Periodic Table Day – 2024

February 7th is an important day in chemistry and science – it marks the publication of the first attempt at organizing the known elements. Two weeks ago our young scientists celebrated the day in science classes with activities related to the periodic table of elements. It was a fabulous day of learning.

On that February day in 1864, British chemist John Newlands published the first periodic table with elements organized by their increasing masses, five years later Russian chemist Dimitri Mendeleev created the framework which became the periodic table of elements which is familiar to many of us.

I remember high school and college chemistry and I wish I knew then what I know now about the periodic table of elements. Continue reading “Periodic Table Day – 2024”

History Newsletter – January ’18

Upstander – a person who recognizes injustice in society and works to end the injustice, also known as an activist.

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In 8th grade social studies we are wrapping up our unit of study on the American Civil War. Our focus question is:

Was the Civil War a choice or a consequence?

We began the unit by looking at nineteenth century reformers and reform movements – abolition, temperance, and women’s rights. We looked at 36 men and women who stood up against the prevailing attitudes of the day and did what was right. They were Upstanders. Each of the students was assigned a nineteenth century activist and asked to create ‘Today in History’ slide for their date of birth or death. It was an excellent way to expose the 8th graders to people from the past who made a difference.

Some of the people are well-known, others are not so well-known, but they made a difference by calling for and working for the end of slavery, or temperance, or women’s rights.

History is made by people who make a difference. It’s why we study history, so we can be inspired by their acts to make changes in our own time. When we visited the Naper Settlement in December, we learned that only 1% of the population in 1856 was actively working for abolition of slavery. Most people stood by and didn’t take a stand. Today, it seems obvious, however it wasn’t easy to be voice of change.

Even at 1%, we need Upstanders – they affect change and help move our country forward. And it’s not just our country, it’s our community, and our school.

We’ve finished the Upstanders and now we are looking the differences between the North and the South– economically, socially, and culturally. We’ll finish the unit by looking at the reasons for the Civil War and reading Abraham Lincoln’s Gettysburg Address which begins with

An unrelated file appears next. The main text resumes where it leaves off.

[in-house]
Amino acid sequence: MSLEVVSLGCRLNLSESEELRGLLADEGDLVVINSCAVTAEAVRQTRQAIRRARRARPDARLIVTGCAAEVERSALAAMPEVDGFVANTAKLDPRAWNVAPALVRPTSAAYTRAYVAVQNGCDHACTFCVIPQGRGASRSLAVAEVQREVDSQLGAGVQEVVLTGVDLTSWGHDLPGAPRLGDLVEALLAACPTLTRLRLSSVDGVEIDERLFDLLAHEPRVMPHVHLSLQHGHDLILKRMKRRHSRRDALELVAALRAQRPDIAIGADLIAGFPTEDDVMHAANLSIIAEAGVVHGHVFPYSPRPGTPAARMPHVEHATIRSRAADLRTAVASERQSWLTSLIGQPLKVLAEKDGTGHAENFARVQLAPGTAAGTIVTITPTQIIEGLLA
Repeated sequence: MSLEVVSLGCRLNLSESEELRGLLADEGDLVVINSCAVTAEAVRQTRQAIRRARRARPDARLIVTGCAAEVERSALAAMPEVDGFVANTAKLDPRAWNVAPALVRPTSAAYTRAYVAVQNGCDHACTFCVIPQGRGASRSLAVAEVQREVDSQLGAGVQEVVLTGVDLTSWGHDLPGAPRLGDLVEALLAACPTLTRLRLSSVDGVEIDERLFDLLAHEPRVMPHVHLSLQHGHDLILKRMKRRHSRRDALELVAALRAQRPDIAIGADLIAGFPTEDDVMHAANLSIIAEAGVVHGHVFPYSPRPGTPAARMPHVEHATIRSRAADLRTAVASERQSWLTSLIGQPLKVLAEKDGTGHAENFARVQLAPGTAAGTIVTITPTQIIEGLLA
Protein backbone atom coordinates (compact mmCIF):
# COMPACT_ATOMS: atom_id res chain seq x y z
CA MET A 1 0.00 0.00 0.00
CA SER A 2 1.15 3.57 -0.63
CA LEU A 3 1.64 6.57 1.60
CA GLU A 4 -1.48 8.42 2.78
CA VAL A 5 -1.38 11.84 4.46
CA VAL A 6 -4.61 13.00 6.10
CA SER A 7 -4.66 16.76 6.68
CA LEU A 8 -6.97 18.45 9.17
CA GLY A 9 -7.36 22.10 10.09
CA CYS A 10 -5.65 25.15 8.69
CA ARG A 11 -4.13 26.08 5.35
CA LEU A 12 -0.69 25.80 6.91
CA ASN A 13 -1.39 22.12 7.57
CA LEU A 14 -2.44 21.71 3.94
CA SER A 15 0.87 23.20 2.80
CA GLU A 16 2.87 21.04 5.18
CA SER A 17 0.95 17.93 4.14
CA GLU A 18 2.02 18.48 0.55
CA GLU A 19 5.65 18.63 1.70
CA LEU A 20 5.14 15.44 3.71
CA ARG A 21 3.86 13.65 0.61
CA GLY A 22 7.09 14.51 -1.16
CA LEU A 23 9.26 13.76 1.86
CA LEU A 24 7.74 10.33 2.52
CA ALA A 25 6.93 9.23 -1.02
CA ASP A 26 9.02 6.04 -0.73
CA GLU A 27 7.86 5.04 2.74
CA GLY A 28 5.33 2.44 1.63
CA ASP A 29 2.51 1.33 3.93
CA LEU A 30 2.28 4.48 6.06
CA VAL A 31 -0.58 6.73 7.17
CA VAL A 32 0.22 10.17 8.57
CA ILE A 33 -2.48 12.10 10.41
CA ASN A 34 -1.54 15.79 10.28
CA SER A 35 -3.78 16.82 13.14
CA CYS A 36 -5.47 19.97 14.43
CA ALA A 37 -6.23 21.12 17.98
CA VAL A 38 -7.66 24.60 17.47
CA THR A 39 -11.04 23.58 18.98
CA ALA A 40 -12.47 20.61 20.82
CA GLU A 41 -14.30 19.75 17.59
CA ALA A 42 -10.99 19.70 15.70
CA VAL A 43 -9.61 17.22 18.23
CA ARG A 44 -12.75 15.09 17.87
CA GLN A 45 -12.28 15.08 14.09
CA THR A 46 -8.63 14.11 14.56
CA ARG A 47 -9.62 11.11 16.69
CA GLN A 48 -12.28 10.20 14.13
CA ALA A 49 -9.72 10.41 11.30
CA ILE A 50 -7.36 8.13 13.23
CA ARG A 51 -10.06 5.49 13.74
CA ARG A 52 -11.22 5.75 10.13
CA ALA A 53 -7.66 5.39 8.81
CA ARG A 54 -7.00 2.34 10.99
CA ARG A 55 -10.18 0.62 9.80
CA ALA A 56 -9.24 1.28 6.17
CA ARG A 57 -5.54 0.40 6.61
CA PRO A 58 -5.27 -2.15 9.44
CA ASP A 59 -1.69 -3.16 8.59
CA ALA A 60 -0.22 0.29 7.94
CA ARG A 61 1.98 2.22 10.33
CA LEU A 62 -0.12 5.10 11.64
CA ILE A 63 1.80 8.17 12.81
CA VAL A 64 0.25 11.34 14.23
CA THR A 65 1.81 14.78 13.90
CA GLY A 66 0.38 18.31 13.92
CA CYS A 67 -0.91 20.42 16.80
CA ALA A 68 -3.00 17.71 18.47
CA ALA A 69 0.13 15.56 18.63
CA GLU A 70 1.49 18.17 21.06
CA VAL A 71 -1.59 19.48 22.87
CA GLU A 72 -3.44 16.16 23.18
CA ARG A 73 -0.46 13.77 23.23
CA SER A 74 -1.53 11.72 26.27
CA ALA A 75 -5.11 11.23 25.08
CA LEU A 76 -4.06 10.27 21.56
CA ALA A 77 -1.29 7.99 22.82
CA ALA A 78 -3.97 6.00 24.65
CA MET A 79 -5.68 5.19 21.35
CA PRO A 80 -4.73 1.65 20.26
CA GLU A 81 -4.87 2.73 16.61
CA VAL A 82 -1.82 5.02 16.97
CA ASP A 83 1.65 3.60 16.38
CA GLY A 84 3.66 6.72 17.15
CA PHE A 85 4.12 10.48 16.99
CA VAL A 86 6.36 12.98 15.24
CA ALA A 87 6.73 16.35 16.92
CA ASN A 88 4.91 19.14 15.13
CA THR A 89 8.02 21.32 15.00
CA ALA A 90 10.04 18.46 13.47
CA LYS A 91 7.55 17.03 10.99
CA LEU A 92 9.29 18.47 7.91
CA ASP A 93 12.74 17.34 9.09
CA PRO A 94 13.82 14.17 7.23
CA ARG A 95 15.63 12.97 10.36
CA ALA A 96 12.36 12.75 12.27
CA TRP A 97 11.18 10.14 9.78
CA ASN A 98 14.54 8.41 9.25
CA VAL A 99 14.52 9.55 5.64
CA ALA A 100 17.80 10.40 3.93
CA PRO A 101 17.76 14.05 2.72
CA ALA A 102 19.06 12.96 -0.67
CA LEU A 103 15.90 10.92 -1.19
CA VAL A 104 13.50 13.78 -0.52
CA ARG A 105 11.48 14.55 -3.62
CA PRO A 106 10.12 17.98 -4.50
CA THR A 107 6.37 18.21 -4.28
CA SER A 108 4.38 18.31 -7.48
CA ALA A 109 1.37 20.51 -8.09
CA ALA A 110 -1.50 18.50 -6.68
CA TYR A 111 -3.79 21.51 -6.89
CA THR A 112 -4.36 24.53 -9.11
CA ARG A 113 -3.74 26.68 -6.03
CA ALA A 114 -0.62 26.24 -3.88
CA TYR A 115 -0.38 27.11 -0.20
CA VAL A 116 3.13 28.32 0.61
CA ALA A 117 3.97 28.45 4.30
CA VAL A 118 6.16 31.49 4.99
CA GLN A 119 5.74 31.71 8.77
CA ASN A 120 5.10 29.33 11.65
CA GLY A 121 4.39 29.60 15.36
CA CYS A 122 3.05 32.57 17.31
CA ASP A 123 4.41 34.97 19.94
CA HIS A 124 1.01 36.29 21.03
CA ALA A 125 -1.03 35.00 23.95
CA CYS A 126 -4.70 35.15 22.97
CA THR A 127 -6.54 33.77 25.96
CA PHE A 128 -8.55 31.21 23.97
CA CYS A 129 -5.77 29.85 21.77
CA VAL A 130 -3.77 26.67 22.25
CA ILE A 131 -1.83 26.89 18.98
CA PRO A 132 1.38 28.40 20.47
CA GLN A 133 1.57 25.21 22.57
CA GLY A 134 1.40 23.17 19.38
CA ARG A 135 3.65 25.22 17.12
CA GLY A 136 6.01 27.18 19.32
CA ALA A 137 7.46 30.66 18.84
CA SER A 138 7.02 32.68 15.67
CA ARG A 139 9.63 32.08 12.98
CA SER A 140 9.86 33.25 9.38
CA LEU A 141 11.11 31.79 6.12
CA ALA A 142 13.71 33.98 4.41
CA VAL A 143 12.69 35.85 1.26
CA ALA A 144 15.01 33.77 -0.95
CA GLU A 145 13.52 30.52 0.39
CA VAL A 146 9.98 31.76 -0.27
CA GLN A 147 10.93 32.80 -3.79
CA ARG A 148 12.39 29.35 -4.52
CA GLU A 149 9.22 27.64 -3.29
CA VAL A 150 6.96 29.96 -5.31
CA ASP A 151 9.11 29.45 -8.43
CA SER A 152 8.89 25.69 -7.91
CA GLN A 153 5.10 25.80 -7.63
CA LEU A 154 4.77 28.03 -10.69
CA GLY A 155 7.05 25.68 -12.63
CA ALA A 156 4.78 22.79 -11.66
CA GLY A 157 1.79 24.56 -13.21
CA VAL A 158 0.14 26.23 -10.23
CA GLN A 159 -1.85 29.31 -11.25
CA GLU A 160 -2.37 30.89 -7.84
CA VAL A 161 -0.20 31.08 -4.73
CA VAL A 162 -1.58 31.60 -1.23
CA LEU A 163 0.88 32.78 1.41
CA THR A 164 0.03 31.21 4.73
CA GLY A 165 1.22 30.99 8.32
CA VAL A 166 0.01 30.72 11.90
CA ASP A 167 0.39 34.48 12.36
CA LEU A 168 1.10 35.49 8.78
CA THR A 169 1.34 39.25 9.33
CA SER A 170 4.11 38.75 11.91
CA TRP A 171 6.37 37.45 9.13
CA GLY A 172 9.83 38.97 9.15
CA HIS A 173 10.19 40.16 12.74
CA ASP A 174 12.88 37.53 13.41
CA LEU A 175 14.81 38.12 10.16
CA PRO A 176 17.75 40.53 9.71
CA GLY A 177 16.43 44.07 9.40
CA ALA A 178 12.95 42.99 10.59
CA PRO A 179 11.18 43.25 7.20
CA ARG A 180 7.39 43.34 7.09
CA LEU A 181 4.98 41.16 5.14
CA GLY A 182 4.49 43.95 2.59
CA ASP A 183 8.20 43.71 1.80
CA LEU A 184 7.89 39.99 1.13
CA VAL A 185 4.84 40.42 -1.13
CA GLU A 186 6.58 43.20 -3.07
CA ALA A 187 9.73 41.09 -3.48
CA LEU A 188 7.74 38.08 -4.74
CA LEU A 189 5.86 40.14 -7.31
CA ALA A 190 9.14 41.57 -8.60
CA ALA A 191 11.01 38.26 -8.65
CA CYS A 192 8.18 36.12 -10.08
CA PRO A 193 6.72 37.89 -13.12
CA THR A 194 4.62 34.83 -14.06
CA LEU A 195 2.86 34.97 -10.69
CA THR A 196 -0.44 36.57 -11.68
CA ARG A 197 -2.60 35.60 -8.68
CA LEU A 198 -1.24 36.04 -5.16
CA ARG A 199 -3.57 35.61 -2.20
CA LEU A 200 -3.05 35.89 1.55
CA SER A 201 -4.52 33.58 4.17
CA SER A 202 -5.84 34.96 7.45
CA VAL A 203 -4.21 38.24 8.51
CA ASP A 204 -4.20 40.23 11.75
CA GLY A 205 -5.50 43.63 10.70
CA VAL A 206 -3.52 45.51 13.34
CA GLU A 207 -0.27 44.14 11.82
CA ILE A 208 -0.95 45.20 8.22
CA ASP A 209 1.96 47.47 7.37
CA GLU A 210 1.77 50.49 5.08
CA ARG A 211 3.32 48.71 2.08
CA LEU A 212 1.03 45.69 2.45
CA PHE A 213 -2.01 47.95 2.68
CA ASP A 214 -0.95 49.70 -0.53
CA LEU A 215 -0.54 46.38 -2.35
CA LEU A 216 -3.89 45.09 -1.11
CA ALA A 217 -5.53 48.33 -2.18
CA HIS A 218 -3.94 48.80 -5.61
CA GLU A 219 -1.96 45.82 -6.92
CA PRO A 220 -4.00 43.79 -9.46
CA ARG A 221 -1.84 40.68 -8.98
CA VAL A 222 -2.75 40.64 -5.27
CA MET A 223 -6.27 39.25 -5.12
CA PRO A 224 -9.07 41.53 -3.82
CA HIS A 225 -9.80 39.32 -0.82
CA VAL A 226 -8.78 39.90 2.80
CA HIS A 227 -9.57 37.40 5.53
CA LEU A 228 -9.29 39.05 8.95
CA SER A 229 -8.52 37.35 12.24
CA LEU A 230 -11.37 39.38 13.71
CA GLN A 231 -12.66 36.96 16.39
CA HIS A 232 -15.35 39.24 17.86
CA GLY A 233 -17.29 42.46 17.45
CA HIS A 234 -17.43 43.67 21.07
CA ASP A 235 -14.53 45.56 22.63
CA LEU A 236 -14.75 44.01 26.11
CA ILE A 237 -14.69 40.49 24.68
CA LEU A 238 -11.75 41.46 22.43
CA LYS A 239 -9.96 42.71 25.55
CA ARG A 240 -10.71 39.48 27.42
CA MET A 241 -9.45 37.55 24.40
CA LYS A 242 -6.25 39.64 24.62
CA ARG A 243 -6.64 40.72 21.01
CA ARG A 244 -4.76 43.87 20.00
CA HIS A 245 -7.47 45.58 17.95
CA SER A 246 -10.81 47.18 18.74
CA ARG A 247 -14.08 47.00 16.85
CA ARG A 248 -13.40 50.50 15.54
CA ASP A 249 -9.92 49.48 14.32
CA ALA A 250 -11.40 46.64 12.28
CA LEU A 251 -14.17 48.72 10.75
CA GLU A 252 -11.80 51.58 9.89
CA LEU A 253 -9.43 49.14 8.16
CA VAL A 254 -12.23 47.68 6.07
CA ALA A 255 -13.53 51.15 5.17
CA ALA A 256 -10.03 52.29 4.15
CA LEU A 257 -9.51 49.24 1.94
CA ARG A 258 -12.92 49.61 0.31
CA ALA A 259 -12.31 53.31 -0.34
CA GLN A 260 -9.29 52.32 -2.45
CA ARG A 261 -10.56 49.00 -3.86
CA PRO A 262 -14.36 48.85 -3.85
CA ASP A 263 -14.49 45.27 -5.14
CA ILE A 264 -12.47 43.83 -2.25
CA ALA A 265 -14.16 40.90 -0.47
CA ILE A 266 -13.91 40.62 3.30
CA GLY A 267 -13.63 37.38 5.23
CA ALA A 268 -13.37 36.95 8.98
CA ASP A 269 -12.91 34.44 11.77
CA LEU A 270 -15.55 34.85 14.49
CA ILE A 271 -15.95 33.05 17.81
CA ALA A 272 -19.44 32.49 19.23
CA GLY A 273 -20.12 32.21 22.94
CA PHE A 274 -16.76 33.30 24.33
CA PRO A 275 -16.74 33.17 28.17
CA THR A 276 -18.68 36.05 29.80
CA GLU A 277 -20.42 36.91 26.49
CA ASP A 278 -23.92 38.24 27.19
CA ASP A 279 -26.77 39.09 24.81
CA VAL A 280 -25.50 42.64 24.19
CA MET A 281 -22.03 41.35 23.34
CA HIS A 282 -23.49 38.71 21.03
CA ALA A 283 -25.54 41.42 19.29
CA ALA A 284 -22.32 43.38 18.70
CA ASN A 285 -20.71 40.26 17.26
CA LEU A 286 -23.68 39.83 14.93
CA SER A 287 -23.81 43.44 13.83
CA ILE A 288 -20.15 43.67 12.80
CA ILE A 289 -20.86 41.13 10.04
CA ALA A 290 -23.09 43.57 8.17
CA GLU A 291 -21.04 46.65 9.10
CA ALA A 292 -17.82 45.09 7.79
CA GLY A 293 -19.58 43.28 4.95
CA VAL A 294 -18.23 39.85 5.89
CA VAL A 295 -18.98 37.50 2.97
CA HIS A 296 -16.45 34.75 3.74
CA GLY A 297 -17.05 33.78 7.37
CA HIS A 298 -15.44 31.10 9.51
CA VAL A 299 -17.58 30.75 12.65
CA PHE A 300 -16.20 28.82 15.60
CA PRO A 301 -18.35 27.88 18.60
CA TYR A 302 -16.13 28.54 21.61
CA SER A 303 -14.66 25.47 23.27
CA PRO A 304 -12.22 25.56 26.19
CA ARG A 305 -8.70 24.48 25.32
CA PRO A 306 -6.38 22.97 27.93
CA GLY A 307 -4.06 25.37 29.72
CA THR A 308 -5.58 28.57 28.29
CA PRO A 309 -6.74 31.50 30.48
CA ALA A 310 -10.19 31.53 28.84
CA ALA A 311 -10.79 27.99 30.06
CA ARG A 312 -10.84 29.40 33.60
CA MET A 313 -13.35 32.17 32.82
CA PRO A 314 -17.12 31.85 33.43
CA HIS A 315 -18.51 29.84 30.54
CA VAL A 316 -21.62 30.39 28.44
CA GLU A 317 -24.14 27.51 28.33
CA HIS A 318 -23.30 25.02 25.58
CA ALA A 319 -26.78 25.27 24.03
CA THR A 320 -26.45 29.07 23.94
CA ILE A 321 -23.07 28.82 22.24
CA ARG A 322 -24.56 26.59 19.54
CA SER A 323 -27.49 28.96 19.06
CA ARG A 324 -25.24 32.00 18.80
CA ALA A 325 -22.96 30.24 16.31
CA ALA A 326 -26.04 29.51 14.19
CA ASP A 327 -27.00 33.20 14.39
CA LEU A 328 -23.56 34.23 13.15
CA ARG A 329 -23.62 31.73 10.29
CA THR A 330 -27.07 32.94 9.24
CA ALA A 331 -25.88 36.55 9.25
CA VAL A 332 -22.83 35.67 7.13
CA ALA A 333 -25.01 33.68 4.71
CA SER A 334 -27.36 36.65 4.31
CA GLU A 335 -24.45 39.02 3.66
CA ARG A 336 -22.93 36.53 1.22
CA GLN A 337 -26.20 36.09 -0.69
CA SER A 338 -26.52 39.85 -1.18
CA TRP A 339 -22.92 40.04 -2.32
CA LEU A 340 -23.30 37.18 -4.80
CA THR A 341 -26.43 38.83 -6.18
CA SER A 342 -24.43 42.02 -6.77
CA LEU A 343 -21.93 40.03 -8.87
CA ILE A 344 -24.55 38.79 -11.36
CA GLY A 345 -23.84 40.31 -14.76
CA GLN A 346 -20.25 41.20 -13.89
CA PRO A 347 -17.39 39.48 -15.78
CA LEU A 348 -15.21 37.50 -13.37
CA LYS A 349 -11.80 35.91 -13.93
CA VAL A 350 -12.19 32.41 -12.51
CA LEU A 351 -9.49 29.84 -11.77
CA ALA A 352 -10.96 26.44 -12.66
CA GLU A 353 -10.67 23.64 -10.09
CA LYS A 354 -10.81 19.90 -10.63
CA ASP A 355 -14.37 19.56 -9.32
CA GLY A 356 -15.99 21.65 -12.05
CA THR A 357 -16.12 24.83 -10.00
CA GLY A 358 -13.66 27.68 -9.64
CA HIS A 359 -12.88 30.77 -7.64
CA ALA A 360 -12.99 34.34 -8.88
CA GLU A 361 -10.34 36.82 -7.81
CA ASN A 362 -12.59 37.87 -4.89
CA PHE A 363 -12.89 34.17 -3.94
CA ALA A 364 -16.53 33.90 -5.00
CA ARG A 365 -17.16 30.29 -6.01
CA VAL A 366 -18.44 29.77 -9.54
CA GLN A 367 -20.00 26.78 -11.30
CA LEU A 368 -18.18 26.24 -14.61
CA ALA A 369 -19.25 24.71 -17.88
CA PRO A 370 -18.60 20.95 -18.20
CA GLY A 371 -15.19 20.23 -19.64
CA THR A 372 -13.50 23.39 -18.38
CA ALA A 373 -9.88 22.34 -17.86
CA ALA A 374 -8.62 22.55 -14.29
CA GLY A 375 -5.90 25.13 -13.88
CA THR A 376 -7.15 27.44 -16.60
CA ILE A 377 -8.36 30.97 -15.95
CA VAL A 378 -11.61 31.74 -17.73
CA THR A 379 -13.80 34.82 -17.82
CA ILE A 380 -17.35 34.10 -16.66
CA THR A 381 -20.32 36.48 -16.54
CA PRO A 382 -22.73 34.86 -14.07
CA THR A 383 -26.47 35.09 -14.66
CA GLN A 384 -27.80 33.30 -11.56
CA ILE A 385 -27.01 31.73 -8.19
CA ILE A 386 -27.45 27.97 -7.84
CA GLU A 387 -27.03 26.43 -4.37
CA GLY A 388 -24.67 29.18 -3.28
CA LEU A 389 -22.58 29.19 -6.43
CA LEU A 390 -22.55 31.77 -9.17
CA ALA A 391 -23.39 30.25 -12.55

“Fourscore and seven years ago our fathers brought forth on this continent, a new nation, conceived in Liberty, and dedicated to the proposition that all men are created equal.”

Upstanders, we need them.

Our next unit is the Immigration unit and the Ellis Island simulation on February 9th. We are always seeking parent volunteers for Ellis Island Day and I’ll be sending out a request in a couple of weeks, so if you are interested, mark your calendar.

Until then remember Lincoln’s words,

The past is the cause of the present, and the present will be the cause of the future.

It’s important to study our past, but it’s more important for us to be engaged in our present.

History Newsletter – October ’17

What is inquiry?

You’ve probably heard that word in the past couple of weeks in relation to this year’s social studies class.

Inquiry in the social studies classroom begins with a compelling question – a question that doesn’t have a simple yes or no answer nor is the answer easily searchable with Google.

In our case the compelling question for our first inquiry of the year is:

Was the American Revolution avoidable?

Most 8th graders, and Americans, know the story of the Boston Massacre, the Boston Tea Party, the Declaration of Independence, and the American Revolution. The reason for war of ‘No taxation without representation.’ It’s what they’ve been taught since they’ve been in school. But the story behind the American Revolution is much more complex than a simple chronology of events.

Inquiry, is a shift in instruction – which means some of the responsibility for learning shifts from the teacher to the student encouraging students to be engaged and curious and wonder about they ‘why and how’ of social studies.

The question we want our students to grapple with was, was the conflict avoidable or not?

Most adults remember history class as having to remember dates, people, places, battles, and other events. Knowing this information is important, but it’s not about what teaching and learning history should be. In fact, in my years of teaching, I’ve learned it’s what turns most 13-14 years olds off in social studies. Some middle school students love history, but for many students, it’s a drudge.

Photo courtesy of the Library of Congress. The Bloody Massacre Perpetrated in King Street Boston on March 5th 1770 by a Party of the 29th Regt. Boston: Engrav’d Printed & Sold by Paul Revere, 1770. Fine Prints. Prints & Photographs Division.

Continue reading “History Newsletter – October ’17”